What type of how can you afford based on your budget? Check the property listing in the neighborhood or city you want to potentially buy a house to see the types of houses within your budget. Is this the type of house you’ll like to buy? If not, would you need to increase your budget to get the type of house you want? Can you afford the new budget? The answers to these questions will reveal whether you’re ready for a mortgage or you need to wait for a couple more years to increase your budget, review your housing requirement or consider a more affordable location. Keep in mind that real estate is largely unpredictable and waiting a couple more years might further push your dream home away from your reach. Use the mortgage qualifier calculator to determine how much you can truly afford based on your income, expense and housing price. An important aspect of your budget consideration is your down payment. Can you afford the down payment for the type of house you want? 

Down payment and associated cost 

To buy a home, you need a down payment. This is the money you put down upfront towards your home before your mortgage loan pays the rest. The calculation of the minimum down payment depends on the purchase price of the home. According to canada.ca, the formular used to calculate your minimum acceptable down payment is shown below: 

  • $500,000 or less, 5% of the purchase price 
  • $500,000 to $999,999, 5% of the first $500,000 of the purchase price10% for the portion of the purchase price above $500,000 
  • $1 million or more, 20% of the purchase price  

Example: Suppose the purchase price of your home is $400,000. You need a minimum down payment of 5% of the purchase price. The purchase price multiplied by 5% is equal to $20,000. 

If the purchase price of your home is more than $500,000 

Suppose the purchase price of your home is $600,000. You can calculate your minimum down payment by adding 2 amounts. The first amount is 5% of the first $500,000, which is equal to $25,000. The second amount is 10% of the remaining balance of $100,000, which is equal to $10,000. Add both amounts together which gives you total of $35,000. 

In addition to your down payment, there are other costs associated with finalizing your mortgage. Expect to spend between 1.5% and 4% of the purchase price. This cost includes your mortgage loan insurance if you’re paying less than 20%, home insurance, property tax, and legal fees among others.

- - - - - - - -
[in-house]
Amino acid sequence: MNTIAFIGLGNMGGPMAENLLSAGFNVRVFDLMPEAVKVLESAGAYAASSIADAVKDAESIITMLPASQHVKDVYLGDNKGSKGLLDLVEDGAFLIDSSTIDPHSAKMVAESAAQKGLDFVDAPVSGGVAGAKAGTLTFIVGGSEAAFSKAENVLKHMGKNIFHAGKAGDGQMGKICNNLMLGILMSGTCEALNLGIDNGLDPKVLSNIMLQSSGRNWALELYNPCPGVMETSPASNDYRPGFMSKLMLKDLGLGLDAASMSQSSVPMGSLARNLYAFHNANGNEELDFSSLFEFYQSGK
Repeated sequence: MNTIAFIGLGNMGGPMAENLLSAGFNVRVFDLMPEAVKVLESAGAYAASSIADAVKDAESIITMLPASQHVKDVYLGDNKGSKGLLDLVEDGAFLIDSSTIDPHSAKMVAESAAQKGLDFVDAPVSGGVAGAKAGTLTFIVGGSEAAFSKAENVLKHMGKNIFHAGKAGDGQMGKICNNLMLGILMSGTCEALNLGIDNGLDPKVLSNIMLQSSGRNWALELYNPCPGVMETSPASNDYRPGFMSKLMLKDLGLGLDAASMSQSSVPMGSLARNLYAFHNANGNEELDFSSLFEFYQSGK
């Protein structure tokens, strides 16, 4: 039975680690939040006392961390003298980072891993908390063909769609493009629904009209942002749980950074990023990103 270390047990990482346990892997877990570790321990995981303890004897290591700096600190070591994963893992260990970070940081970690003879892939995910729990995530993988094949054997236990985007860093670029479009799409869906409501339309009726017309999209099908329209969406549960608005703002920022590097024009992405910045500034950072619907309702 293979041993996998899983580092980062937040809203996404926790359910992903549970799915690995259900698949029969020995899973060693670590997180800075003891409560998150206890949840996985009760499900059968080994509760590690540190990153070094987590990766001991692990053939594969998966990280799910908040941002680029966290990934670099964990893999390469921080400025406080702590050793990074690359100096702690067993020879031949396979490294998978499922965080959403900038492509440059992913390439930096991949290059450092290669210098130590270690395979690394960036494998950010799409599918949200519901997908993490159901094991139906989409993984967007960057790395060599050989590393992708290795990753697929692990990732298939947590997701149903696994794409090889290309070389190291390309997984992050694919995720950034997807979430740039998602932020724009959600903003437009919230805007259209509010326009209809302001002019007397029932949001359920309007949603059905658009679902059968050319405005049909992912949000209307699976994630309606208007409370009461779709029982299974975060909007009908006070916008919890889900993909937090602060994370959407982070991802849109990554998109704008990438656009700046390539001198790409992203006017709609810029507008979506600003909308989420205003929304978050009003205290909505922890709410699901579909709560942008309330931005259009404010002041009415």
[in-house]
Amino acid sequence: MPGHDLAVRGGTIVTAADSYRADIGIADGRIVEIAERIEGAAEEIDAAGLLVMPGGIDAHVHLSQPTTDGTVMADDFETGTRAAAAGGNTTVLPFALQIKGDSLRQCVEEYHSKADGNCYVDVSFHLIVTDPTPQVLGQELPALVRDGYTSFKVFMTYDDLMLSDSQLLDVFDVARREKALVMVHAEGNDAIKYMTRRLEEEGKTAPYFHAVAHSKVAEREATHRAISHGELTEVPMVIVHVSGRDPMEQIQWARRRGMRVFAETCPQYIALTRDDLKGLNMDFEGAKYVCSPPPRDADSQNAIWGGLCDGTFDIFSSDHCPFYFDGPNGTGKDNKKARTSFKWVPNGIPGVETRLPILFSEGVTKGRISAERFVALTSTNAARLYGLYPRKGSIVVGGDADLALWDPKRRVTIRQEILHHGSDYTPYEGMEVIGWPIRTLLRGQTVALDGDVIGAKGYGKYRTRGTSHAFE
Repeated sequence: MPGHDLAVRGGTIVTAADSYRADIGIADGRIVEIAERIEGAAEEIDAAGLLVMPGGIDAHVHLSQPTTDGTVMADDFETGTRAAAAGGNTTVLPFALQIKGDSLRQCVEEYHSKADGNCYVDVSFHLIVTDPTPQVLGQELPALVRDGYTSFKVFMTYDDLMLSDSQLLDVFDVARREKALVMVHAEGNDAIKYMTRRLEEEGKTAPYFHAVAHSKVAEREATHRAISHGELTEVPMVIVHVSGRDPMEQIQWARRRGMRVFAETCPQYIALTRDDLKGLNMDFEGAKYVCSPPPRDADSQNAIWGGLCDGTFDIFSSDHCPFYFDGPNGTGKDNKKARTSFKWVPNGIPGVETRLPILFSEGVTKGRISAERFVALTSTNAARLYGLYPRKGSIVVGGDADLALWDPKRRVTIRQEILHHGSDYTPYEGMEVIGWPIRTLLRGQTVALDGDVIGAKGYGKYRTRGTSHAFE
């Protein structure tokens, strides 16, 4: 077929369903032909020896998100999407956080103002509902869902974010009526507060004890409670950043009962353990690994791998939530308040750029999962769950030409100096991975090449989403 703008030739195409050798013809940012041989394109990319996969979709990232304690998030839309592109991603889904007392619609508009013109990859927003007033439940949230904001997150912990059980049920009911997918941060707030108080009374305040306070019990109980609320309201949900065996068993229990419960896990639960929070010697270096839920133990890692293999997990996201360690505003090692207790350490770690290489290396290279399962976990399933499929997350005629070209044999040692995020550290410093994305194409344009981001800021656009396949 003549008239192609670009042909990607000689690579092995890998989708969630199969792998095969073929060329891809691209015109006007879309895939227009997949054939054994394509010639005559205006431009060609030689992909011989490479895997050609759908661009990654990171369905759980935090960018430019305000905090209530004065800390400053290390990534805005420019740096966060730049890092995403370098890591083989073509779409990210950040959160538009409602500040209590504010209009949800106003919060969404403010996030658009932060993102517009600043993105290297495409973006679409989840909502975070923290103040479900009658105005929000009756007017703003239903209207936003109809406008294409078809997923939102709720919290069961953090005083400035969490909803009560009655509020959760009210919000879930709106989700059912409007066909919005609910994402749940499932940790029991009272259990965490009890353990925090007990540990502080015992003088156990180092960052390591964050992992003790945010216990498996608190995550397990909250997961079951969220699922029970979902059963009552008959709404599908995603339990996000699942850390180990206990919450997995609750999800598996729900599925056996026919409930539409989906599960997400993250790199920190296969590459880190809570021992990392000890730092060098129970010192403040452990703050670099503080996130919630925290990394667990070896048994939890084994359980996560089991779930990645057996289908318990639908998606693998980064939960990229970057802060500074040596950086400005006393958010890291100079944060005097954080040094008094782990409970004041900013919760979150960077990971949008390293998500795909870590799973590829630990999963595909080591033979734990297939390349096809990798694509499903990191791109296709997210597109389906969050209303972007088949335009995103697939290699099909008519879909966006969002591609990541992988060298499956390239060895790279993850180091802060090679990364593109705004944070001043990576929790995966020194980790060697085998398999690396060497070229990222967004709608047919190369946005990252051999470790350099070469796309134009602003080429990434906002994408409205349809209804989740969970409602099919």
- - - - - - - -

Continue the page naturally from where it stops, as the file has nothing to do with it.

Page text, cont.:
If you do not have sufficient funds for down payment and associated costs, you might consider finding a cheaper house. Otherwise, doing a simple financial analysis will show how long it will take to raise the required funds. Use the financial goal calculator to analyze your finances . You may also be eligible for the Home Buyers’ Plan (HBP) if you’re a first-time homebuyer. However, as a new immigrant, you likely won’t have substantial savings in your RRSP to benefit from HBP.

Ongoing housing cost 

According to Canada Mortgage and Housing Corporation (CMHC), your monthly housing costs should not be more than about 35% of your gross monthly income. This includes your mortgage payments and utilities. Your entire monthly debt load should not be more than 42% of your gross monthly income. This includes your mortgage payments and all your other debts. Although this is the best practice, statistics show that majority of households in Canada, immigrant inclusive spend more on than this percentage on housing and debt, yet manage to survive. Be sure to calculate your monthly expenses including housing cost with your mortgage payment to avoid living beyond your income and taking more debt than you can afford. 

Responsibilities of home ownership 

While home ownership can be rewarding, especially with the joy of knowing that you’re building equity instead of helping your landlord pay for his own mortgage; it comes with a lot of responsibilities that might make some decide not to own a home. In addition to the bigger financial responsibility that comes with home ownership, regular maintenance is important to keep the house in shape and valuable in the market. There’s also the possibility of unexpected and costly repairs. It is important to learn basic DIY repairs to keep the cost of repairs low. Otherwise, the cost of repairs can eat so deep into your pocket, you’ll almost regret owning a home. Depending on the type of home you buy, you might have to worry about clearing the snow in winter and caring for the lawn in spring, summer and fall.  

After considering all the above factors, if you’re ready to buy a home, then you need to begin your mortgage process.